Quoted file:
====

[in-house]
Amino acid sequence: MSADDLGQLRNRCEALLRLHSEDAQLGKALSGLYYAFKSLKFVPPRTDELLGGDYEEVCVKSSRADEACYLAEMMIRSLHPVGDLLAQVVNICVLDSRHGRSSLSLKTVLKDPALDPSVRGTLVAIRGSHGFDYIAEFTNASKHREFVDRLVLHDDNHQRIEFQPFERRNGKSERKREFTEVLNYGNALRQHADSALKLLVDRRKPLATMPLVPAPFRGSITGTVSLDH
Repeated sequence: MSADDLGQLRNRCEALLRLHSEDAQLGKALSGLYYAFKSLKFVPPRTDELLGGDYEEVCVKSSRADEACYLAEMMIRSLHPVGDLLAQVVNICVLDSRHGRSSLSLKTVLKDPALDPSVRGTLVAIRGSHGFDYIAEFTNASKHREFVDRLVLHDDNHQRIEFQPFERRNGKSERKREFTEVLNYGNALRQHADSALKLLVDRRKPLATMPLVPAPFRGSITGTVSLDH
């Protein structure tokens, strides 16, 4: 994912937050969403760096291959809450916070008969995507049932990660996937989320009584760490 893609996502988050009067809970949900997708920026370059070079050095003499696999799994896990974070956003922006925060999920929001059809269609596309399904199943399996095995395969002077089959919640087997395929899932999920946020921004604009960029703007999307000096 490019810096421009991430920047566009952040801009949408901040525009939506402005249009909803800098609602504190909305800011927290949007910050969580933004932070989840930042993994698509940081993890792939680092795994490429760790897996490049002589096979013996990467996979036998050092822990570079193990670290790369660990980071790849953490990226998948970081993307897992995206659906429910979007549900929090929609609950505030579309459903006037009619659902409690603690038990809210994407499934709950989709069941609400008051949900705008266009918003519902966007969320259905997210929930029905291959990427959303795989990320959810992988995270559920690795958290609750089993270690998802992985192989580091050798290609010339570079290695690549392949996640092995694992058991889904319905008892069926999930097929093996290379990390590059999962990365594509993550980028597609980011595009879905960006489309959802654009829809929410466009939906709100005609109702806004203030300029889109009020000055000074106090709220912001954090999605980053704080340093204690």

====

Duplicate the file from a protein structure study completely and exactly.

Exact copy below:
[in-house]
Amino acid sequence: MSADDLGQLRNRCEALLRLHSEDAQLGKALSGLYYAFKSLKFVPPRTDELLGGDYEEVCVKSSRADEACYLAEMMIRSLHPVGDLLAQVVNICVLDSRHGRSSLSLKTVLKDPALDPSVRGTLVAIRGSHGFDYIAEFTNASKHREFVDRLVLHDDNHQRIEFQPFERRNGKSERKREFTEVLNYGNALRQHADSALKLLVDRRKPLATMPLVPAPFRGSITGTVSLDH
Repeated sequence: MSADDLGQLRNRCEALLRLHSEDAQLGKALSGLYYAFKSLKFVPPRTDELLGGDYEEVCVKSSRADEACYLAEMMIRSLHPVGDLLAQVVNICVLDSRHGRSSLSLKTVLKDPALDPSVRGTLVAIRGSHGFDYIAEFTNASKHREFVDRLVLHDDNHQRIEFQPFERRNGKSERKREFTEVLNYGNALRQHADSALKLLVDRRKPLATMPLVPAPFRGSITGTVSLDH
């Protein structure tokens, strides 16, 4: 994912937050969403760096291959809450916070008969995507049932990660996937989320009584760490 893609996502988050009067809970949900997708920026370059070079050095003499696999799994896990974070956003922006925060999920929001059809269609596309399904199943399996095995395969002077089959919640087997395929899932999920946020921004604009960029703007999307000096 490019810096421009991430920047566009952040801009949408901040525009939506402005249009909803800098609602504190909305800011927290949007910050969580933004932070989840930042993994698509940081993890792939680092795994490429760790897996490049002589096979013996990467996979036998050092822990570079193990670290790369660990980071790849953490990226998948970081993307897992995206659906429910979007549900929090929609609950505030579309459903006037009619659902409690603690038990809210994407499934709950989709069941609400008051949900705008266009918003519902966007969320259905997210929930029905291959990427959303795989990320959810992988995270559920690795958290609750089993270690998802992985192989580091050798290609010339570079290695690549392949996640092995694992058991889904319905008892069926999930097929093996290379990390590059999962990365594509993550980028597609980011595009879905960006489309959802654009829809929410466009939906709100005609109702806004203030300029889109009020000055000074106090709220912001954090999605980053704080340093204690």